You can almost hear journalists across newsrooms in Canada breathing a sigh of relief.
Canadians still trust the mainstream media, despite the rise of social media, according to the latest Canadian Media Research Consortium (CMRC) report.
According to a recent online survey of 1,682 adults, nine out of 10 Canadians judged information provided by traditional news media to be reliable and trustworthy. This compares to only one in four who say information from social networks is reliable.
It is the latest in a series of studies by researchers from the University of British Columbia’s Graduate School of Journalism, including myself, into the changing news consumption habits of Canadians.
“In an era of increasing fragmentation and competition for established news media, this is good news for traditional journalism,” said Fred Fletcher, UBC Graduate School of Journalism adjunct professor and lead author of the study, Even in the Digital Era, Canadians Have Confidence in Mainstream News Media (PDF).
The study did show that younger Canadians are more likely than their elders to have confidence in non-traditional news providers. But they still retain strong confidence in the mainstream media as well.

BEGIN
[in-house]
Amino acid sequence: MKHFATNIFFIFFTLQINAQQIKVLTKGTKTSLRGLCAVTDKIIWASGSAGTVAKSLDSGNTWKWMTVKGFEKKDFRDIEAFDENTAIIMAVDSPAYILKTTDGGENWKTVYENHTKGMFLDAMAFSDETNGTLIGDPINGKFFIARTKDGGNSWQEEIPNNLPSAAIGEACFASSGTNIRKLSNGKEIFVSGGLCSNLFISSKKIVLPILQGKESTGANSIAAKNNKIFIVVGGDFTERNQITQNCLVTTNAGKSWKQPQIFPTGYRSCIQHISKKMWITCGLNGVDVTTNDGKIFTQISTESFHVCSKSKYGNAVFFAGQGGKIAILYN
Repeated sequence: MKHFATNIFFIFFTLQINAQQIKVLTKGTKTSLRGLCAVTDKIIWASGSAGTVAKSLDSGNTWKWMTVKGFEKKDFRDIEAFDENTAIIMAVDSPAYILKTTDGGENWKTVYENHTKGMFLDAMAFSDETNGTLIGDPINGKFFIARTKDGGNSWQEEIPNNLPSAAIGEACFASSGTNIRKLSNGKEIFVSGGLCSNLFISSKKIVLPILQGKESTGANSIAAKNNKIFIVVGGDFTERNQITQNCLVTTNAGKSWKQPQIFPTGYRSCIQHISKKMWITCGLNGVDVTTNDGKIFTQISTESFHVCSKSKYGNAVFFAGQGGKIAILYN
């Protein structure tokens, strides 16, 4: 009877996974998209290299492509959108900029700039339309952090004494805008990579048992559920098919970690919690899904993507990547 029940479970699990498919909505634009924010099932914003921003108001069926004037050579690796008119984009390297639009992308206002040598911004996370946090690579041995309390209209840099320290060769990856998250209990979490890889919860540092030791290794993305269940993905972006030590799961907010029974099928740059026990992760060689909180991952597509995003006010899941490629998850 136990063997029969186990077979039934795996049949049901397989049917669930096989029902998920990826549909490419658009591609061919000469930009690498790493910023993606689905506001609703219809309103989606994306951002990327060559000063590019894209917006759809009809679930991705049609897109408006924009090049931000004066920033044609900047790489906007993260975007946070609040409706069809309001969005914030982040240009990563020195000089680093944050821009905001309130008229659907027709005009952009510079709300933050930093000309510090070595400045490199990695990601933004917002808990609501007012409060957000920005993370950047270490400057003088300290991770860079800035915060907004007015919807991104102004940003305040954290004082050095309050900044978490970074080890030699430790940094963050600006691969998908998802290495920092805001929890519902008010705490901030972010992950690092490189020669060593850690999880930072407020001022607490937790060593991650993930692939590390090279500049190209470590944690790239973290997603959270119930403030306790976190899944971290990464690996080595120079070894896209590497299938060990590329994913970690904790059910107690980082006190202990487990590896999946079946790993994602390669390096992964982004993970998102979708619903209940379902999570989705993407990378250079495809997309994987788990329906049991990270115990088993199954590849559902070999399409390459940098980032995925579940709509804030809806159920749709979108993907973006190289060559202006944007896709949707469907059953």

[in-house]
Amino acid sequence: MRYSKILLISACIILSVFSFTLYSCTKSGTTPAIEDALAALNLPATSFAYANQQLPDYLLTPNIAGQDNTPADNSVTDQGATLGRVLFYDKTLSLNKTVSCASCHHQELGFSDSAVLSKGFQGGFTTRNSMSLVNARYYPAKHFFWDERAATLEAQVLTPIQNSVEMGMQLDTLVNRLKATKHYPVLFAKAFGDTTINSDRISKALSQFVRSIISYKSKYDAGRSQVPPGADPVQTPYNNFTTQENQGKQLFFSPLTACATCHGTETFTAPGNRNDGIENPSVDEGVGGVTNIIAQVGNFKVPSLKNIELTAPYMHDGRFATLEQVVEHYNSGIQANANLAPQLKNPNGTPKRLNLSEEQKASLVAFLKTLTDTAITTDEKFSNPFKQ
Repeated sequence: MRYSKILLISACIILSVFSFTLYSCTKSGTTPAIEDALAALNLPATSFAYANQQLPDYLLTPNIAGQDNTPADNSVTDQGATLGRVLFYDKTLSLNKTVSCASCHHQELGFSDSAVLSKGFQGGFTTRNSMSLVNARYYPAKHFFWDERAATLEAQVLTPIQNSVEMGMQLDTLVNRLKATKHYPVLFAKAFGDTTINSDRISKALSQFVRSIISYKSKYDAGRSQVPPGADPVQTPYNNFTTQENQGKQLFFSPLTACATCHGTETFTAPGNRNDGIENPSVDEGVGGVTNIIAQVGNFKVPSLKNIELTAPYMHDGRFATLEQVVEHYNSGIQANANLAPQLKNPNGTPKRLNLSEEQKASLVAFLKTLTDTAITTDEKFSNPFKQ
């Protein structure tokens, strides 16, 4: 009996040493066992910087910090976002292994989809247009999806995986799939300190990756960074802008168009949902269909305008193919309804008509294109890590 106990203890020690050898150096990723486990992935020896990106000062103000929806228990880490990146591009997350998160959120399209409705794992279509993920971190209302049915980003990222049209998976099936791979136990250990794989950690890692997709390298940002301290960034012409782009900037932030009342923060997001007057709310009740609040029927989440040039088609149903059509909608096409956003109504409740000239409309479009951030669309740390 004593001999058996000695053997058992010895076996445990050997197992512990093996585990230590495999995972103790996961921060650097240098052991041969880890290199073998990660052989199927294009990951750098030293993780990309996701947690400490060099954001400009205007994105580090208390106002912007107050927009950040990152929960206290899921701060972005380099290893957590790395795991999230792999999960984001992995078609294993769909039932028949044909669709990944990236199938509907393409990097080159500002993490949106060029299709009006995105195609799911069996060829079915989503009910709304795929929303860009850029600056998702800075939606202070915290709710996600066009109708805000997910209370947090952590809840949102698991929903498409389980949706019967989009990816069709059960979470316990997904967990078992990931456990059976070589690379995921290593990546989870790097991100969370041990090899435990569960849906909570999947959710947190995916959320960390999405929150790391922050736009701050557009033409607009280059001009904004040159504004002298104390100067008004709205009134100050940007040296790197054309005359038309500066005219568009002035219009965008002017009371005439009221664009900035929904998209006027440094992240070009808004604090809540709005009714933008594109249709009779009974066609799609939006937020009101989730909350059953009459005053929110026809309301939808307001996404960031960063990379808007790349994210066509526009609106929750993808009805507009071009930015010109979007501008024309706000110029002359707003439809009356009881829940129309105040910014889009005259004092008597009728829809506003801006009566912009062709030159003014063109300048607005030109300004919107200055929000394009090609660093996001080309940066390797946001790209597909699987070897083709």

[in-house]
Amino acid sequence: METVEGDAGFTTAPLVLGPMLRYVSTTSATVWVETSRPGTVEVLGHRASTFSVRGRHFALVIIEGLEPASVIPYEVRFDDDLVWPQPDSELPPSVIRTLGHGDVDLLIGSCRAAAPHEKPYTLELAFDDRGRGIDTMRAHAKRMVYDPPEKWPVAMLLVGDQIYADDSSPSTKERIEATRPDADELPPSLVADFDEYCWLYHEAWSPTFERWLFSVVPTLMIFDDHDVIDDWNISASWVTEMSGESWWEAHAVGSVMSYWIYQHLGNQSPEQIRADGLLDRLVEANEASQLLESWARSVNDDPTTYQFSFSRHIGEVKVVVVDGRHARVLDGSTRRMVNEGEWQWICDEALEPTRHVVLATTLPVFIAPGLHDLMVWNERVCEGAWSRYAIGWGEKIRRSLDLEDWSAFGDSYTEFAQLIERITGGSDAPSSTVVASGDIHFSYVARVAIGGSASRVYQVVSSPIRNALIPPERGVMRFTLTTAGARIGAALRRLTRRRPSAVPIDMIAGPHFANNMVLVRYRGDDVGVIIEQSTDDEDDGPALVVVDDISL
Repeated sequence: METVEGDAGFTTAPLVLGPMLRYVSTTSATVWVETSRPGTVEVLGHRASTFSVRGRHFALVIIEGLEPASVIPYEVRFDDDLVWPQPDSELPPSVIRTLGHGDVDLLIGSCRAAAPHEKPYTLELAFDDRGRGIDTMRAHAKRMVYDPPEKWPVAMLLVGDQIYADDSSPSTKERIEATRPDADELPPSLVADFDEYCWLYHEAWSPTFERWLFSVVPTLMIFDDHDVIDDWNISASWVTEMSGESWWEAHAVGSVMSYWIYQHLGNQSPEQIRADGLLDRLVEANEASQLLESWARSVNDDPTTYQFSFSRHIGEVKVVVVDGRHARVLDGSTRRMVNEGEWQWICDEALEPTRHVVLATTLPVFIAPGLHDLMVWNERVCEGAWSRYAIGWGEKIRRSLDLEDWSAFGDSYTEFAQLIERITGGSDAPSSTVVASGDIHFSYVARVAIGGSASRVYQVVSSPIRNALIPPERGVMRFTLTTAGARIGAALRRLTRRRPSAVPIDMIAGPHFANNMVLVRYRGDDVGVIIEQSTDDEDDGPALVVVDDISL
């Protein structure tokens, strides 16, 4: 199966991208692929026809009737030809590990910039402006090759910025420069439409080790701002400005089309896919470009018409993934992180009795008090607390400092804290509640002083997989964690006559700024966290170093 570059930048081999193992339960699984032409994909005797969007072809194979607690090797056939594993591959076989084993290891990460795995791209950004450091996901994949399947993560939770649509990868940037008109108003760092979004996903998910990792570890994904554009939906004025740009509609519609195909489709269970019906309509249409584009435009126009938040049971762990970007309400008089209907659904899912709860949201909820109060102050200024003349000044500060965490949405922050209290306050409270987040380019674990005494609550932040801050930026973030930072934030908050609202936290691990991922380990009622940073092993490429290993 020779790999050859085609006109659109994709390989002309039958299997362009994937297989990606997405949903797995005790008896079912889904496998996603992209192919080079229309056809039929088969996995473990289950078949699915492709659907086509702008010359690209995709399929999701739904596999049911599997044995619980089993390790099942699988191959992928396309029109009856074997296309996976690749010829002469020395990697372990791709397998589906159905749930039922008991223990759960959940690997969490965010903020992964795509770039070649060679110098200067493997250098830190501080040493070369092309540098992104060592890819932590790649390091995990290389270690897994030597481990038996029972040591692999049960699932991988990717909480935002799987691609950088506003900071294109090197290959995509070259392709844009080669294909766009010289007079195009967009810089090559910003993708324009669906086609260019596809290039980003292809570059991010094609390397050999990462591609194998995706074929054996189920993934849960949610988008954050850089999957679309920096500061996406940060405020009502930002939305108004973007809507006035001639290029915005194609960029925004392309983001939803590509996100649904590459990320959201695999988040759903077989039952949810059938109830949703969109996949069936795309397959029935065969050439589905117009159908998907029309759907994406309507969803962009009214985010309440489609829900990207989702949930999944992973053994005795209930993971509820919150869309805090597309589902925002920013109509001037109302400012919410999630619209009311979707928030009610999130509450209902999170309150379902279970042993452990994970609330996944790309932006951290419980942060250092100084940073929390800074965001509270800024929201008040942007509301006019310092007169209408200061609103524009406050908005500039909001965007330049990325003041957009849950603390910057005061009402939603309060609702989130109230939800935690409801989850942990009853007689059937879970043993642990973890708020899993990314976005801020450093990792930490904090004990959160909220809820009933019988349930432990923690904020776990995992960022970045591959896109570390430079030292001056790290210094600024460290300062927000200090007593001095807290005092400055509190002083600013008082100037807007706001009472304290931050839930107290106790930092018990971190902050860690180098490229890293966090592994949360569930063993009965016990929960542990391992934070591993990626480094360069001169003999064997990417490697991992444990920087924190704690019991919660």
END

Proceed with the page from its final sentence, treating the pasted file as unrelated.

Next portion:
Our findings also suggest a difference in attitude towards social media between those who are immersed in this media ecosystem and those who are not part of this world.
Confidence in the information found on social networking sites is higher among frequent visitors to social networks. Among Canadians who visit social networks at least daily, some 40 per cent regard the information found there as reliable.
In contrast, virtually everyone surveyed who doesn’t use social media ranked it as not reliable as a source for information.
Given the growing influence of social networks in the distribution of news, it will be interesting to track how levels of confidence evolve over the coming years as a generation grows up with social media woven into their daily lives.
The Canadian Media Research Consortium report is based on an online survey of a representative national sample of 1,682 adults conducted by Angus Reid Public Opinion. The margin of error—which measures sampling variability—is +/- 2.5%, 19 times out of 20. The results were statistically weighted according to the most current Statistics Canada data on age, gender, region, and education to ensure a representative sample.